strong management to guide and motivate staff and to implement the
strategies in a timely manner (the leadership); and develop a robust
organizational structure, effective supply chain management and ensure
that performance is monitored against the stated objectives (the
Entrepreneurs often have great ideas, but in a zest to make it a reality, fail
to plan properly. This failure to plan can sink even the best of ideas.
Address the 5 critical factors as soon as possible by creating your strategic
plan if you haven’t already done so. If you have already created your
strategic plan, it doesn’t hurt to give it the once over to ensure all the
critical factors have been addressed.
3. Problem - Solvers
They see a problem as an opportunity for growth and strategically seek
Are you solutions-oriented? How do you react when faced with a business
problem? Problems are just opportunities for growth and development in
disguise. Problems test you; they challenge you to change the way that
you think. There are thousands, if not millions of great inventions born
from perceived problems or accidents.
George de Mestral, a Swiss engineer, returned from a walk one day in
1948 and found some cockleburs clinging to his cloth jacket. When de
Mestral loosened them, he examined one under his microscope. The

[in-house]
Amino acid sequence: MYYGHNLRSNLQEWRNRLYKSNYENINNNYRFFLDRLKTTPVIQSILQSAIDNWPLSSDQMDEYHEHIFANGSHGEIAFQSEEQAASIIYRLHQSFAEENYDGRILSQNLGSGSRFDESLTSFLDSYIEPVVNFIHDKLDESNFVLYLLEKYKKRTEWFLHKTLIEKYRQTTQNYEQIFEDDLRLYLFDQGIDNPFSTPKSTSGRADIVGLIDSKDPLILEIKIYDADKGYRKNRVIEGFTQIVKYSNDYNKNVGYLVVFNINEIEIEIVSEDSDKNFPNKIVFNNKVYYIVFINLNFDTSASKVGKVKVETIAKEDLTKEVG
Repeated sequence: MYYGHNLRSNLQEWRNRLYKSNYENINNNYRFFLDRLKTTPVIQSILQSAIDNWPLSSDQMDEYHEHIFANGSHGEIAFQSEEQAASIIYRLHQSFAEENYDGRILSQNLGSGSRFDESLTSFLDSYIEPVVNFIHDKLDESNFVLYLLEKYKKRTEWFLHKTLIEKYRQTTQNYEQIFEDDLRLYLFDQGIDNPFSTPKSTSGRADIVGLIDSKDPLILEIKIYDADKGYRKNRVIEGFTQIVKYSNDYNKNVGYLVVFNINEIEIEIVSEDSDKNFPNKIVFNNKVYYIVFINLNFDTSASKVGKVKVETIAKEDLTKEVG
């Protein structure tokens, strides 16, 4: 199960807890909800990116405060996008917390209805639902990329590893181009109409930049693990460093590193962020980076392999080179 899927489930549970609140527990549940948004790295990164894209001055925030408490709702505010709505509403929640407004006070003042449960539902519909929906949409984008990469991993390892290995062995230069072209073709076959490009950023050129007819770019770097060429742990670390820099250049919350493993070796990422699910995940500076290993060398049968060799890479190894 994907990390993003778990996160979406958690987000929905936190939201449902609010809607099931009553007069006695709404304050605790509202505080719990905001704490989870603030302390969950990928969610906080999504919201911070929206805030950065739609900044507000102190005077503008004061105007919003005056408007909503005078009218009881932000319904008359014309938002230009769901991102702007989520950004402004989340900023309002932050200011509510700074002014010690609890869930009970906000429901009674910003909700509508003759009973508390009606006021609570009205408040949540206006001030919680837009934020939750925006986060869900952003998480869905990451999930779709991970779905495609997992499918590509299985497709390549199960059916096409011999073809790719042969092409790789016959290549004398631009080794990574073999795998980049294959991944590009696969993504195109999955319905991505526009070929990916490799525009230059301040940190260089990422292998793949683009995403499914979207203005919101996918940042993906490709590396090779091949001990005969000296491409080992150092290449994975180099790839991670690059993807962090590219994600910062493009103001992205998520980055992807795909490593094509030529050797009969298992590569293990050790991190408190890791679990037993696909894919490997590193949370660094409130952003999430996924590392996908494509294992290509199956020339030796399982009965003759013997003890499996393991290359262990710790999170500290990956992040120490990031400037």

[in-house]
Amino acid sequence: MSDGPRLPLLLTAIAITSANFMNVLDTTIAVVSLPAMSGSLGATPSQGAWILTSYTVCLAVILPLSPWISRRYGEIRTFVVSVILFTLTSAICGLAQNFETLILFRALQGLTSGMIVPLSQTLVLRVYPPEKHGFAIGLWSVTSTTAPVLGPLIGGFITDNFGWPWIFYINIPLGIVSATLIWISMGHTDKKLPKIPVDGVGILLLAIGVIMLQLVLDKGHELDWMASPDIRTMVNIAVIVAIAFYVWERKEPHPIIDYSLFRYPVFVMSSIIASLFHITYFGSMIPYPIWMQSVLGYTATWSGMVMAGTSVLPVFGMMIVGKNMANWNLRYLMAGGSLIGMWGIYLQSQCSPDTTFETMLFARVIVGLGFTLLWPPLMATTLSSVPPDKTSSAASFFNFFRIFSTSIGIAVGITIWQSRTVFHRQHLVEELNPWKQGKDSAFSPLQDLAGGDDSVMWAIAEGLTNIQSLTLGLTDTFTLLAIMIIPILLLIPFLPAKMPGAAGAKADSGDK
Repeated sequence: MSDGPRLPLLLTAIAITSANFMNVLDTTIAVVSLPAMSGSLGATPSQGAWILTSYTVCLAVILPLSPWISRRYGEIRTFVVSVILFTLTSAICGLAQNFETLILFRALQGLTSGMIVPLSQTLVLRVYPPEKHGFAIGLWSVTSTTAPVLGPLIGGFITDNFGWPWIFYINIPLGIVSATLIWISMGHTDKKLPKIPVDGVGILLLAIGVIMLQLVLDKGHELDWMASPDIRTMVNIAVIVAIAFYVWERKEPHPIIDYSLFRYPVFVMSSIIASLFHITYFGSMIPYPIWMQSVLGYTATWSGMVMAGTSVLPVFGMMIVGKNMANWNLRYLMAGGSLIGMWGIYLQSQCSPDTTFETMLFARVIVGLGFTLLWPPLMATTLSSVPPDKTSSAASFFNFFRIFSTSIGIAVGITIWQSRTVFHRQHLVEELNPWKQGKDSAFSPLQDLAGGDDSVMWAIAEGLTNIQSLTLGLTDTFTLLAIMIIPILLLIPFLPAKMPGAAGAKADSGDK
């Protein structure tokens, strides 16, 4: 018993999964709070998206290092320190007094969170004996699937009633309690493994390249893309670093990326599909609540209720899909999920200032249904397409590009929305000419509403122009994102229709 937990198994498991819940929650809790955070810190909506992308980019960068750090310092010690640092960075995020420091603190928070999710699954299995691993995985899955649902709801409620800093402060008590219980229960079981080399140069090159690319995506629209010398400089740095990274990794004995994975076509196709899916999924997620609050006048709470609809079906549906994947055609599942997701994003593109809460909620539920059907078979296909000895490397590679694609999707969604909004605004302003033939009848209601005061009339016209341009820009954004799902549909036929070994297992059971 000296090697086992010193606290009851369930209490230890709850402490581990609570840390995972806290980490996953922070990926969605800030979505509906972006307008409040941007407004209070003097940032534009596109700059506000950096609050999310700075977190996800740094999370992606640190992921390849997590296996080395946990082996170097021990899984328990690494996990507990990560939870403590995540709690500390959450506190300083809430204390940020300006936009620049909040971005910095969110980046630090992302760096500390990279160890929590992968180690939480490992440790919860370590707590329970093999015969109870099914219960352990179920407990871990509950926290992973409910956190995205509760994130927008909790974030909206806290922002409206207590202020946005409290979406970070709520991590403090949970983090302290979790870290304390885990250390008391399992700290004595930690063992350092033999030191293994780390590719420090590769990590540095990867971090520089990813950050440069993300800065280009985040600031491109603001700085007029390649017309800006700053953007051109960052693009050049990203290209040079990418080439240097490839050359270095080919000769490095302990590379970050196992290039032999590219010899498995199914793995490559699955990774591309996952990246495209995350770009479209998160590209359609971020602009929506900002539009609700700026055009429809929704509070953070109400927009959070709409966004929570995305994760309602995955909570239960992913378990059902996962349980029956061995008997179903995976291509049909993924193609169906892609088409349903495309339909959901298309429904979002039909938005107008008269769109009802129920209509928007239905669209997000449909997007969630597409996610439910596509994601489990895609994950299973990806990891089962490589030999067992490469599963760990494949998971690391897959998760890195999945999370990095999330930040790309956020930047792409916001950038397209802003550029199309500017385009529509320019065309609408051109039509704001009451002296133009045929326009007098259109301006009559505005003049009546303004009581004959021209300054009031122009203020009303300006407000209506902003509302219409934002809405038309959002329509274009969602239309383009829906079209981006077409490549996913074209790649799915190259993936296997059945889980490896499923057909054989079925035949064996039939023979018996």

cocklebur is a maze of thin strands with burrs (or hooks) on the ends that
cling to fabrics or animal fur. By the accident of the cockleburs sticking to
his jacket, George de Mestral recognized the potential for a practical new
fastener. It took eight years to experiment, develop, and perfect the
invention, which consists of two strips of nylon fabric. VELCRO, the
name de Mestral gave his product, is the brand most people in the United
States know. It is strong, easily separated, lightweight, durable, and
washable, comes in a variety of colors, and won’t jam.2
Learn from George. Begin to look forward to your next problem; if you
look carefully enough, it may be a great blessing in disguise. What
creative and/or strategic solutions can you come up with and implement?
4. Risk -Takers
They are not afraid to challenge the status quo nor, are they afraid to take
the road less traveled.
The great people of this world are not the ones who did what had always
been done, they are the ones who stood up and said, “how I can do this
differently”? Great people are bold, they dare to dream, and they are
courageous in their endeavors. Little people are timid; they are scared to
dream and to avoid disappointment they refrain from great endeavors. It is
better to try and risk not reaching the desired end, than never to try and
never know what could have been. The level of success you may desire to
achieve may not have been paved by any before you. You may not be only
taking the road less traveled, but a road never traveled.
In order to succeed, sometimes you have to break the cycle of what
everyone says is fact and believe in what you know to be true. Christopher
Columbus knew the truth that the world was round even when the facts of
his age said it was flat. What would have happened if Columbus accepted
the norm and didn’t challenge the status quo? This is not to say do not